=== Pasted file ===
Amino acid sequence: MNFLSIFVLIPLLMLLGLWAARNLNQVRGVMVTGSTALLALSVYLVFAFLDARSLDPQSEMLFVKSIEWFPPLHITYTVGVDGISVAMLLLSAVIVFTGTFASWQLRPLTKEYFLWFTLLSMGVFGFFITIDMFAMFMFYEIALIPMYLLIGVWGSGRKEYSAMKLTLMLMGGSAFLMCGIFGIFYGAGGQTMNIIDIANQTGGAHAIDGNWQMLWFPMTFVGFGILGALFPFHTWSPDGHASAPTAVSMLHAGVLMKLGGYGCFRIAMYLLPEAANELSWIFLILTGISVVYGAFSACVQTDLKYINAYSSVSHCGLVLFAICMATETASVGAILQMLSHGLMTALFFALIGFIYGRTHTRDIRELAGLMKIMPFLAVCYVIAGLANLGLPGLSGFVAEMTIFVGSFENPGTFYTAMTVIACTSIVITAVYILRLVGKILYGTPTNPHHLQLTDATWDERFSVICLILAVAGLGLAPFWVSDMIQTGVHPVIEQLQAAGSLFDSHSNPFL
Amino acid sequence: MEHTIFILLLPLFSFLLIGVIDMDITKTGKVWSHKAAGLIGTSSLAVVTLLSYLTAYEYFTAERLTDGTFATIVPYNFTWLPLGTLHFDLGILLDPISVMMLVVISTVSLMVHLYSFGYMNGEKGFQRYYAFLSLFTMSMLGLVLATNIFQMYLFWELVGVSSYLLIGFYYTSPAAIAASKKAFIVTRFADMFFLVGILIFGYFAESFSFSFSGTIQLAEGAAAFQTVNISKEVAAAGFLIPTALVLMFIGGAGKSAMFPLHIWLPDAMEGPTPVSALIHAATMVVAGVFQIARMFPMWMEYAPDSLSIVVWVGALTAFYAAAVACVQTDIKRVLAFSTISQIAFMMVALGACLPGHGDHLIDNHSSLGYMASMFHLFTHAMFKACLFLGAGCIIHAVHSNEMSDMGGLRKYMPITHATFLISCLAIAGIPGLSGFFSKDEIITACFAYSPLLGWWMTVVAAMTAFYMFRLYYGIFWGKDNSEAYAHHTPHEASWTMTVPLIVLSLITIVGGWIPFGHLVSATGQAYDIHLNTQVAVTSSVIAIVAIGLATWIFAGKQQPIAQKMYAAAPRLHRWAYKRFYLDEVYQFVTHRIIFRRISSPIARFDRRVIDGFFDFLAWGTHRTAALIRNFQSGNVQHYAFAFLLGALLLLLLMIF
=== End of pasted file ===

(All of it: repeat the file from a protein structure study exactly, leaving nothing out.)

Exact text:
Amino acid sequence: MNFLSIFVLIPLLMLLGLWAARNLNQVRGVMVTGSTALLALSVYLVFAFLDARSLDPQSEMLFVKSIEWFPPLHITYTVGVDGISVAMLLLSAVIVFTGTFASWQLRPLTKEYFLWFTLLSMGVFGFFITIDMFAMFMFYEIALIPMYLLIGVWGSGRKEYSAMKLTLMLMGGSAFLMCGIFGIFYGAGGQTMNIIDIANQTGGAHAIDGNWQMLWFPMTFVGFGILGALFPFHTWSPDGHASAPTAVSMLHAGVLMKLGGYGCFRIAMYLLPEAANELSWIFLILTGISVVYGAFSACVQTDLKYINAYSSVSHCGLVLFAICMATETASVGAILQMLSHGLMTALFFALIGFIYGRTHTRDIRELAGLMKIMPFLAVCYVIAGLANLGLPGLSGFVAEMTIFVGSFENPGTFYTAMTVIACTSIVITAVYILRLVGKILYGTPTNPHHLQLTDATWDERFSVICLILAVAGLGLAPFWVSDMIQTGVHPVIEQLQAAGSLFDSHSNPFL
Amino acid sequence: MEHTIFILLLPLFSFLLIGVIDMDITKTGKVWSHKAAGLIGTSSLAVVTLLSYLTAYEYFTAERLTDGTFATIVPYNFTWLPLGTLHFDLGILLDPISVMMLVVISTVSLMVHLYSFGYMNGEKGFQRYYAFLSLFTMSMLGLVLATNIFQMYLFWELVGVSSYLLIGFYYTSPAAIAASKKAFIVTRFADMFFLVGILIFGYFAESFSFSFSGTIQLAEGAAAFQTVNISKEVAAAGFLIPTALVLMFIGGAGKSAMFPLHIWLPDAMEGPTPVSALIHAATMVVAGVFQIARMFPMWMEYAPDSLSIVVWVGALTAFYAAAVACVQTDIKRVLAFSTISQIAFMMVALGACLPGHGDHLIDNHSSLGYMASMFHLFTHAMFKACLFLGAGCIIHAVHSNEMSDMGGLRKYMPITHATFLISCLAIAGIPGLSGFFSKDEIITACFAYSPLLGWWMTVVAAMTAFYMFRLYYGIFWGKDNSEAYAHHTPHEASWTMTVPLIVLSLITIVGGWIPFGHLVSATGQAYDIHLNTQVAVTSSVIAIVAIGLATWIFAGKQQPIAQKMYAAAPRLHRWAYKRFYLDEVYQFVTHRIIFRRISSPIARFDRRVIDGFFDFLAWGTHRTAALIRNFQSGNVQHYAFAFLLGALLLLLLMIF